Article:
Senior editor Norie Quintos recently visited New York City with her teenage sons, trying to go as green as possible. Here’s Part 2 of her report. To see Part 1, click here.
What to do
We picked up bikes from Bike & Roll (from $10 per hour), which has several locations, including one at Pier 84 along Hudson River Park. New York’s Greenway is a bike-friendly series of linked waterfront parks that hug lower Manhattan. The kids loved the ride, filled as it was with pockets of green, waterside views, and joggers. It was sightseeing on steroids, just the way teens like it: We blew by Chelsea Piers, the Frank Gehry-designed IAC building which locals call “The Ice Cube,” the Meatpacking District, Battery Park City, the crane-dotted site of the World Trade Center, and ended up at Battery Park, just in time to lock up the bikes to get on the ferry for our rendezvous with Lady Liberty. After a relatively quick howdy-do (purchase your tickets online to cut the waiting time), it was back on the bikes for the ride back.
The rest of the time we walked or took the subway or bus everywhere, just like the locals. Parents: Pick up a subway map (available at hotels or subway stations), hand it to your teens, tell them where you want to go, and let them figure it out; it’s good for them.
Organic, vegetarian, and locally-sourced food are
increasingly available, so it’s easy to dine green in the Big Apple. A
couple of standouts:
With walls made out of wheat, cups made out of corn, shelves made out
of paper, and floors made out of reclaimed wood, this bakery’s
construction is as crunchy-granola as its organic confections,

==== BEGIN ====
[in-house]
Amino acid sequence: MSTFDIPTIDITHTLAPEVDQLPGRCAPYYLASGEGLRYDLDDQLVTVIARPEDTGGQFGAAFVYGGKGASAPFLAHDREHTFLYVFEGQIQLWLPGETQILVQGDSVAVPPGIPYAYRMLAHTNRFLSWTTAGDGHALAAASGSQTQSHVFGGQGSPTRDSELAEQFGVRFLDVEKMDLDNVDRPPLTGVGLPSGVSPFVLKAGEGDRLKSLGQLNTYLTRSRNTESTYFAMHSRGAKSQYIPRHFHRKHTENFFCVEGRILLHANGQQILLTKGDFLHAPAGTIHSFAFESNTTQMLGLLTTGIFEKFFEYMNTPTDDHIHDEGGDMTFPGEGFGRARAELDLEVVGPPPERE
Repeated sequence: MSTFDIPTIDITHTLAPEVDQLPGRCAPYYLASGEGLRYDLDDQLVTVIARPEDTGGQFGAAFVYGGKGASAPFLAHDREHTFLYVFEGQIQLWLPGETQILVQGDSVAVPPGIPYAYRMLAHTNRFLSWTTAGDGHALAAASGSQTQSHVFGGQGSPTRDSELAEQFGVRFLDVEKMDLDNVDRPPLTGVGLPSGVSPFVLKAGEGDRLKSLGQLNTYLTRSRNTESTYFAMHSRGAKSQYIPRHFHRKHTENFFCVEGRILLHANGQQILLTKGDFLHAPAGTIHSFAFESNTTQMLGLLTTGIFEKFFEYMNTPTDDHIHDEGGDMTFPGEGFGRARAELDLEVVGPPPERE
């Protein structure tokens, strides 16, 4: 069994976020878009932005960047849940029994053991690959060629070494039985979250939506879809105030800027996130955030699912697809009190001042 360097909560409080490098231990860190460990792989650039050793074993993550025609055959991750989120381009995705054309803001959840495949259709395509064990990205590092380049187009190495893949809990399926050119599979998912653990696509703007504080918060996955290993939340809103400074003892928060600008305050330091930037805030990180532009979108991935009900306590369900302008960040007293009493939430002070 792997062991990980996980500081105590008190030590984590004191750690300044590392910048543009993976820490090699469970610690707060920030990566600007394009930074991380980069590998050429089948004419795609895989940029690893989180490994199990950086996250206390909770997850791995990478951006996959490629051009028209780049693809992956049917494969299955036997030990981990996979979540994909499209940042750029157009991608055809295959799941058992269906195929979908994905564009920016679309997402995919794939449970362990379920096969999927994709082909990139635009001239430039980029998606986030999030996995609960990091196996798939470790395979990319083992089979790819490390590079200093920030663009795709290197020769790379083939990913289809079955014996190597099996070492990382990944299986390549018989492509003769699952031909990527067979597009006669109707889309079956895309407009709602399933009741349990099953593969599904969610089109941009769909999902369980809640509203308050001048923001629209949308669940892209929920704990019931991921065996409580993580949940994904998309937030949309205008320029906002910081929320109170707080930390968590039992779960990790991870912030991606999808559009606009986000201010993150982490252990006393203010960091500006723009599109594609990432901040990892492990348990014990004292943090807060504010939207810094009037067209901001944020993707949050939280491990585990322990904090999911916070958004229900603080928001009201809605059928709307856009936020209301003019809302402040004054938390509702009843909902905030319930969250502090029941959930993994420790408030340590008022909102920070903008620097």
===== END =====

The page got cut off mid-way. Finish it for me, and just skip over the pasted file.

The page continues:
which are baked on-site in its East Village location and sent by bike
rickshaw to its newest West Village location. My sons and I cycled in
(25 percent discount if you arrive by bike!) for a delicious and
healthful breakfast of coffee, milk, scones, and muffins, a locavore’s
delight. By the way, a low-carb(on) trip almost always means you don’t
have to go low-carb on your meals.
This unassuming place (6th Avenue and 14th Street) is one of the
greenest restaurants in the world and currently the only USDA
certified organic restaurant in the city. No chemicals; no hormones; no
antibiotics; no genetically modified organisms; and no artificial
additives. We came for lunch: the pizzas–deliciously thin and
crispy–were a big hit with my teen boys (and cheap at between $5 and
$9 a serving). Our agave-sweetened iced tea was refreshing (okay, one Lipton-loving son hated it). The restaurant is open for breakfast
and dinner too. Dishes tilt South American/European; understandably so,
as owner Alberto Gonzales hails from Argentina. Oh, and the Organicopia
doesn’t stop there; the place is a bar, too, serving organic beers
(Peak Organic Pale Ale), wines (Cotes du Rhone 2007), and cocktails
(martini made with Tru Vodka). And yes, the restaurant recycles,
composts, prints with soy inks, uses solar and wind power, and plants a
tree for every cocktail you purchase on Tuesdays.
Next time: Our
Saturday morning at Union Square greenmarket was rained out; I’d like
to go back on a sunny day. I’d also like to go biking on Governors
Island, which hadn’t yet opened for the season. And the first section
of the long-awaited High Line–
a 1.5-mile abandoned elevated railway running along the West Side being
transformed into a public park–is opening in June. Check out these renderings. The Big Apple just keeps getting greener.
Plan your own low-carb trip: Get ideas at NYCgo.com’s green page or share yours by commenting below.
Photo: Sara Bremen at Birdbath Bakery in New York City’s West Village, by Norie Quintos.